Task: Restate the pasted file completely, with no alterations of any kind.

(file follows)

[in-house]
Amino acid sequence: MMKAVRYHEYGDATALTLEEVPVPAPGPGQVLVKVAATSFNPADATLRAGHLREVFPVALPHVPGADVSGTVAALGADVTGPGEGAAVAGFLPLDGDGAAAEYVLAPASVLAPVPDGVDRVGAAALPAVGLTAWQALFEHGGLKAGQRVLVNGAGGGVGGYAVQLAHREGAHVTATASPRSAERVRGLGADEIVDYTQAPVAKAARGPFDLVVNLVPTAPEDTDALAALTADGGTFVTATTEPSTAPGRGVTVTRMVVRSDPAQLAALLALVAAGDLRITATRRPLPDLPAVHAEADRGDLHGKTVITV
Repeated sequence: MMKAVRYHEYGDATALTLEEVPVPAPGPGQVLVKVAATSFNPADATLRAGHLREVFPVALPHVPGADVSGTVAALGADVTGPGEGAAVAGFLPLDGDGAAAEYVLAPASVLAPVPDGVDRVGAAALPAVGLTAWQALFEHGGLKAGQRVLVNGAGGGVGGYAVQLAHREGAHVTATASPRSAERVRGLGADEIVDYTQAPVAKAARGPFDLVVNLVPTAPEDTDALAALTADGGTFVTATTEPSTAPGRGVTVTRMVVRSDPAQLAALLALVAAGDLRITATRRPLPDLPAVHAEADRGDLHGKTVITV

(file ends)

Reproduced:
[in-house]
Amino acid sequence: MMKAVRYHEYGDATALTLEEVPVPAPGPGQVLVKVAATSFNPADATLRAGHLREVFPVALPHVPGADVSGTVAALGADVTGPGEGAAVAGFLPLDGDGAAAEYVLAPASVLAPVPDGVDRVGAAALPAVGLTAWQALFEHGGLKAGQRVLVNGAGGGVGGYAVQLAHREGAHVTATASPRSAERVRGLGADEIVDYTQAPVAKAARGPFDLVVNLVPTAPEDTDALAALTADGGTFVTATTEPSTAPGRGVTVTRMVVRSDPAQLAALLALVAAGDLRITATRRPLPDLPAVHAEADRGDLHGKTVITV
Repeated sequence: MMKAVRYHEYGDATALTLEEVPVPAPGPGQVLVKVAATSFNPADATLRAGHLREVFPVALPHVPGADVSGTVAALGADVTGPGEGAAVAGFLPLDGDGAAAEYVLAPASVLAPVPDGVDRVGAAALPAVGLTAWQALFEHGGLKAGQRVLVNGAGGGVGGYAVQLAHREGAHVTATASPRSAERVRGLGADEIVDYTQAPVAKAARGPFDLVVNLVPTAPEDTDALAALTADGGTFVTATTEPSTAPGRGVTVTRMVVRSDPAQLAALLALVAAGDLRITATRRPLPDLPAVHAEADRGDLHGKTVITV